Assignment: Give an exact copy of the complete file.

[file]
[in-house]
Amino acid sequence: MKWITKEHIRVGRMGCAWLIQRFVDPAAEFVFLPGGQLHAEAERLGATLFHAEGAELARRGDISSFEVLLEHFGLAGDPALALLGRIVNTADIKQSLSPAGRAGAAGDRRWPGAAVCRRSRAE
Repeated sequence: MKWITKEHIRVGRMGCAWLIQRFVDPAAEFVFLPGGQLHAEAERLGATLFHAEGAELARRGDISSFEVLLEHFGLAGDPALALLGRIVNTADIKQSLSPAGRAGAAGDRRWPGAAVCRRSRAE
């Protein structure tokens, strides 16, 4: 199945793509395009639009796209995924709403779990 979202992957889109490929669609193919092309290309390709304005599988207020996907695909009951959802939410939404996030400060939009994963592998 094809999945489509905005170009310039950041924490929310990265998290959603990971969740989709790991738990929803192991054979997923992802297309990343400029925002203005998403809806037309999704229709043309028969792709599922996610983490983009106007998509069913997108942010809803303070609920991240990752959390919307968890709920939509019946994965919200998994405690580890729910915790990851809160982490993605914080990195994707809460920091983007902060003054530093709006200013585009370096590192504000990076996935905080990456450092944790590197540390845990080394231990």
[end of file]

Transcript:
[in-house]
Amino acid sequence: MKWITKEHIRVGRMGCAWLIQRFVDPAAEFVFLPGGQLHAEAERLGATLFHAEGAELARRGDISSFEVLLEHFGLAGDPALALLGRIVNTADIKQSLSPAGRAGAAGDRRWPGAAVCRRSRAE
Repeated sequence: MKWITKEHIRVGRMGCAWLIQRFVDPAAEFVFLPGGQLHAEAERLGATLFHAEGAELARRGDISSFEVLLEHFGLAGDPALALLGRIVNTADIKQSLSPAGRAGAAGDRRWPGAAVCRRSRAE
């Protein structure tokens, strides 16, 4: 199945793509395009639009796209995924709403779990 979202992957889109490929669609193919092309290309390709304005599988207020996907695909009951959802939410939404996030400060939009994963592998 094809999945489509905005170009310039950041924490929310990265998290959603990971969740989709790991738990929803192991054979997923992802297309990343400029925002203005998403809806037309999704229709043309028969792709599922996610983490983009106007998509069913997108942010809803303070609920991240990752959390919307968890709920939509019946994965919200998994405690580890729910915790990851809160982490993605914080990195994707809460920091983007902060003054530093709006200013585009370096590192504000990076996935905080990456450092944790590197540390845990080394231990």